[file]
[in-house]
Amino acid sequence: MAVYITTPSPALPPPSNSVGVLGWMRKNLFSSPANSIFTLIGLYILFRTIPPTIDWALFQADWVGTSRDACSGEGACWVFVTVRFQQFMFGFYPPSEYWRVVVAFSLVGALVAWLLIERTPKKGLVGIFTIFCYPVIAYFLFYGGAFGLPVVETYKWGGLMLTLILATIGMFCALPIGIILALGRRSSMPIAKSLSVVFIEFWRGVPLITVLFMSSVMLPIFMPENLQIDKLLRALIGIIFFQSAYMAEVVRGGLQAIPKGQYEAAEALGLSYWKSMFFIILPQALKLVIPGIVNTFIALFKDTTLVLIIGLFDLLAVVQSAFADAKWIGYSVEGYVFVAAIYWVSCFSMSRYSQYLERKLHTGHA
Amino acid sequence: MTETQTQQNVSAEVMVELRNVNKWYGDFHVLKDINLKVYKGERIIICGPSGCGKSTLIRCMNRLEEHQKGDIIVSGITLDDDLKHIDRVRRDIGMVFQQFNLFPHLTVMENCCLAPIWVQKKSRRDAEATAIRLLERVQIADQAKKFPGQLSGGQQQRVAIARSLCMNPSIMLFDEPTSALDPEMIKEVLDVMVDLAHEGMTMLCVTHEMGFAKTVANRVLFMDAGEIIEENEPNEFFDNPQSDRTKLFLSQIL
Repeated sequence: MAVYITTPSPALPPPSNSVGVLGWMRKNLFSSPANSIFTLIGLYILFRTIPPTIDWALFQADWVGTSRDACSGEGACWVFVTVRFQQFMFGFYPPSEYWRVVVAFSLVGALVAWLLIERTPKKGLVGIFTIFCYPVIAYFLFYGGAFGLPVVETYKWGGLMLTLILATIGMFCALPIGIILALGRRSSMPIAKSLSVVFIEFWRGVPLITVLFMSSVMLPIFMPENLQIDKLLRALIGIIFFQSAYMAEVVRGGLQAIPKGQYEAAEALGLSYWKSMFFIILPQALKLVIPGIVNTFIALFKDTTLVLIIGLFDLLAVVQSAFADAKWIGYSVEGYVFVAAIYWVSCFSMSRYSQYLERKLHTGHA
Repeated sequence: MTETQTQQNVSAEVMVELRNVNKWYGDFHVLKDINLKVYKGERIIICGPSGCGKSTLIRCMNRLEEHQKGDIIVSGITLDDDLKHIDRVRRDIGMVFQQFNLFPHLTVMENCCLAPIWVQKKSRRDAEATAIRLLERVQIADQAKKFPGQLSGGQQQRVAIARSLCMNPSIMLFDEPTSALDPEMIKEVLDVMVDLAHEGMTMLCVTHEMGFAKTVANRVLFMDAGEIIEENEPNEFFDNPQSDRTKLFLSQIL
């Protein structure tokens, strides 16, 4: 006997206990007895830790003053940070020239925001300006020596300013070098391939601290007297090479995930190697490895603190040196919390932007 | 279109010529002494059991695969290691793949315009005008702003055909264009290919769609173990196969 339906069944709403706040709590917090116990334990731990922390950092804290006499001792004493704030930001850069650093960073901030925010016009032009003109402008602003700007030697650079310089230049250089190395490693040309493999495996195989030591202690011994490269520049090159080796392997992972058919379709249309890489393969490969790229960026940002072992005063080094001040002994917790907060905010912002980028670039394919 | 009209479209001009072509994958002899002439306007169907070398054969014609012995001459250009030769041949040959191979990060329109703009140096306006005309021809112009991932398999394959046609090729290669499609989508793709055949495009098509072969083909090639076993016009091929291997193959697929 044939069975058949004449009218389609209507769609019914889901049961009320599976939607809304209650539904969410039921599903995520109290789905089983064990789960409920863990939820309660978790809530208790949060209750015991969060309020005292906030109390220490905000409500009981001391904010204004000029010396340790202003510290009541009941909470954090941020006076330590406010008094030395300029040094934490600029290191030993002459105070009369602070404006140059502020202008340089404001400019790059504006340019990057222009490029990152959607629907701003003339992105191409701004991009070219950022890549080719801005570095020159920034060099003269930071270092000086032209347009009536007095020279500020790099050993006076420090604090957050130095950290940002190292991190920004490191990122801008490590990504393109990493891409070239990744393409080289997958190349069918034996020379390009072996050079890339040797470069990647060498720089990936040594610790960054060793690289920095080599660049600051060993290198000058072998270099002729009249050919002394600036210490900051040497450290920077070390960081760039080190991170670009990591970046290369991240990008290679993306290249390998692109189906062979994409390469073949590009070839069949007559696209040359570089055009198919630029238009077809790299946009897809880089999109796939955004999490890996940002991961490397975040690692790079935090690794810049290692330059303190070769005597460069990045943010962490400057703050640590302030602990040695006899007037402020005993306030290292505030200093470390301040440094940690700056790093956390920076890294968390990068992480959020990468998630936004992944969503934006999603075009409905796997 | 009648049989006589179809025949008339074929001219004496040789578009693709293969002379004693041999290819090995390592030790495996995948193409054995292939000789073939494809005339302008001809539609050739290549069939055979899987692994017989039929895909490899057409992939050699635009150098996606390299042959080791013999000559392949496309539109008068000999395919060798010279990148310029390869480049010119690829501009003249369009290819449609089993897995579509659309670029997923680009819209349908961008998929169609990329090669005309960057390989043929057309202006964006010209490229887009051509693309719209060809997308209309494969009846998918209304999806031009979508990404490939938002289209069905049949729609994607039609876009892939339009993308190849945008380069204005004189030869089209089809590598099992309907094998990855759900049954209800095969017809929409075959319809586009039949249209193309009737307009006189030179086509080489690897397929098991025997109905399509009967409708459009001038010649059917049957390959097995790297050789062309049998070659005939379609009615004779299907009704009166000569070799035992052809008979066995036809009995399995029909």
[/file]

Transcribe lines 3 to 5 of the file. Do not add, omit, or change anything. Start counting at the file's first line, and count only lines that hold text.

Amino acid sequence: MTETQTQQNVSAEVMVELRNVNKWYGDFHVLKDINLKVYKGERIIICGPSGCGKSTLIRCMNRLEEHQKGDIIVSGITLDDDLKHIDRVRRDIGMVFQQFNLFPHLTVMENCCLAPIWVQKKSRRDAEATAIRLLERVQIADQAKKFPGQLSGGQQQRVAIARSLCMNPSIMLFDEPTSALDPEMIKEVLDVMVDLAHEGMTMLCVTHEMGFAKTVANRVLFMDAGEIIEENEPNEFFDNPQSDRTKLFLSQIL
Repeated sequence: MAVYITTPSPALPPPSNSVGVLGWMRKNLFSSPANSIFTLIGLYILFRTIPPTIDWALFQADWVGTSRDACSGEGACWVFVTVRFQQFMFGFYPPSEYWRVVVAFSLVGALVAWLLIERTPKKGLVGIFTIFCYPVIAYFLFYGGAFGLPVVETYKWGGLMLTLILATIGMFCALPIGIILALGRRSSMPIAKSLSVVFIEFWRGVPLITVLFMSSVMLPIFMPENLQIDKLLRALIGIIFFQSAYMAEVVRGGLQAIPKGQYEAAEALGLSYWKSMFFIILPQALKLVIPGIVNTFIALFKDTTLVLIIGLFDLLAVVQSAFADAKWIGYSVEGYVFVAAIYWVSCFSMSRYSQYLERKLHTGHA
Repeated sequence: MTETQTQQNVSAEVMVELRNVNKWYGDFHVLKDINLKVYKGERIIICGPSGCGKSTLIRCMNRLEEHQKGDIIVSGITLDDDLKHIDRVRRDIGMVFQQFNLFPHLTVMENCCLAPIWVQKKSRRDAEATAIRLLERVQIADQAKKFPGQLSGGQQQRVAIARSLCMNPSIMLFDEPTSALDPEMIKEVLDVMVDLAHEGMTMLCVTHEMGFAKTVANRVLFMDAGEIIEENEPNEFFDNPQSDRTKLFLSQIL